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Most of you are probably familiar with the covariance matrix. Its less known brother, the semicovariance matrix, might however be new to you. The semicovariance matrix is pretty much like a covariance matrix, with the difference that it is computed accounting only for the variability below a certain benchmark, which is set by the investor (e.g. negative returns, or returns lower than the risk-free rate or any other cut-off the investor sets).

Why would you want to use it? Well, if you think about it, it’s the most natural thing to do: why consider all variability as risk, while in fact it is only the possibility of incurring into losses (or at least to earn less than expected) that worries you? Returns higher than the mean increase the volatility, but the possibility of achieving them can hardly be classified as risk. Therefore, it makes more sense to measure risk using not the standard deviation (which is the square root of the variace), but rather the downside deviation (the square root of the semivariance). If asset returns are symmetrically distributed, targeting either one or the other measure of risk makes no difference (well, technically, that’s not always completely true, but let’s make this almost innocuos assumption for the sake of simplicity). That’s the logic behind the strategies that target the downside risk, and using the semicovariance matrix instead of the covariance matrix turns mean-variance optimization into mean-semivariance optimization, which is one way to target downside risk.

However, the semicovariance matrix suffers from one problem: endogeneity. Since it is computed by looking at the periods in which the portfolio underperforms the benchmark, but this set of periods is affected by the weights of the portfolio, any change in the portfolio weights changes the elements of the semicovariance matrix! This makes optimization problems that use the semicovariance matrix intractable. Luckily, there is a way around this problem. This paper describes a simple solution that consists into computing an approximated exogenous semicovariance matrix by looking at when the single assets, and not the portfolio as a whole, underperform the benchmark. The paper also describes in much greater detail what a semicovariance matrix is, so you should definitely give it a look.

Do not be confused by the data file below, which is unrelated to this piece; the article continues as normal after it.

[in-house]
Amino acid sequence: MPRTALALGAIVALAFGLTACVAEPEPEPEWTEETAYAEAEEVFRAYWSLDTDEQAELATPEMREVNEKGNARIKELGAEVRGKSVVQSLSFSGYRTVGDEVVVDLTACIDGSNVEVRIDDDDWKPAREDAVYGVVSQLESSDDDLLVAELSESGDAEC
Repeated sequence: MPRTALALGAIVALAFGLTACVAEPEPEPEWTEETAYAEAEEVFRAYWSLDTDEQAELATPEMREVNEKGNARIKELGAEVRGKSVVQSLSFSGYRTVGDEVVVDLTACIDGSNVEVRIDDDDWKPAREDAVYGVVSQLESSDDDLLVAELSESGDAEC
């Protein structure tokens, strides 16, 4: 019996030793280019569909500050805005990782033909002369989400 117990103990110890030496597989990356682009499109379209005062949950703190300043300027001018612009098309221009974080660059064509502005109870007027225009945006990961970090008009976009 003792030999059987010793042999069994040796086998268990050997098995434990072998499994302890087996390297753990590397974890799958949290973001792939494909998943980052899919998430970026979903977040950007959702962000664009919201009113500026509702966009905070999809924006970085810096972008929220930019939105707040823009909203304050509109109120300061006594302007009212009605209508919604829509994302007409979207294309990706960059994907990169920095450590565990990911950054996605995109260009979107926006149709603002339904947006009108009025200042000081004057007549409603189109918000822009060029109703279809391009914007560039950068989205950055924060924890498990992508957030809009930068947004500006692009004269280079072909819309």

The question now is: how can you compute this matrix in R? There are no built-in functions in R that perform this task, so let me show you how to write one. Let’s call this function “scov”; the following code will give you what you need:

scov <- function(mydata,B){ #mydata = matrix of past returns; B = chosen benchmark
D <- mydata - B #subtract the benchmark from the returns
Z <- matrix(data=0, nrow=nrow(mydata), ncol=ncol(mydata)) #matrix of zeros
D <- pmin(D,Z) #pick the minimum value between D and 0
SM <- (nrow(mydata))^(-1)*t(D)%*%D  #approximated semicovariance matrix
return(SM)
}

Done! It wasn’t difficult, right? You can then use SM instead of the covariance matrix, in order to compute a mean-variance or minimum semivariance portfolio. Still, you might want to take it easy, as this approximation of the semicovariance matrix is not always a good approximation

#### Bibliography

1. Estrada, J. (2008), Mean-Semivariance Optimization: A Heuristic Approach, Journal of Applied Finance, 18(1)
2. Cheremushkin, S. V. (2009), Why D-CAPM is a Big Mistake? The Incorrectness of the Cosemivariance Statistics, SSRN Electronic Journal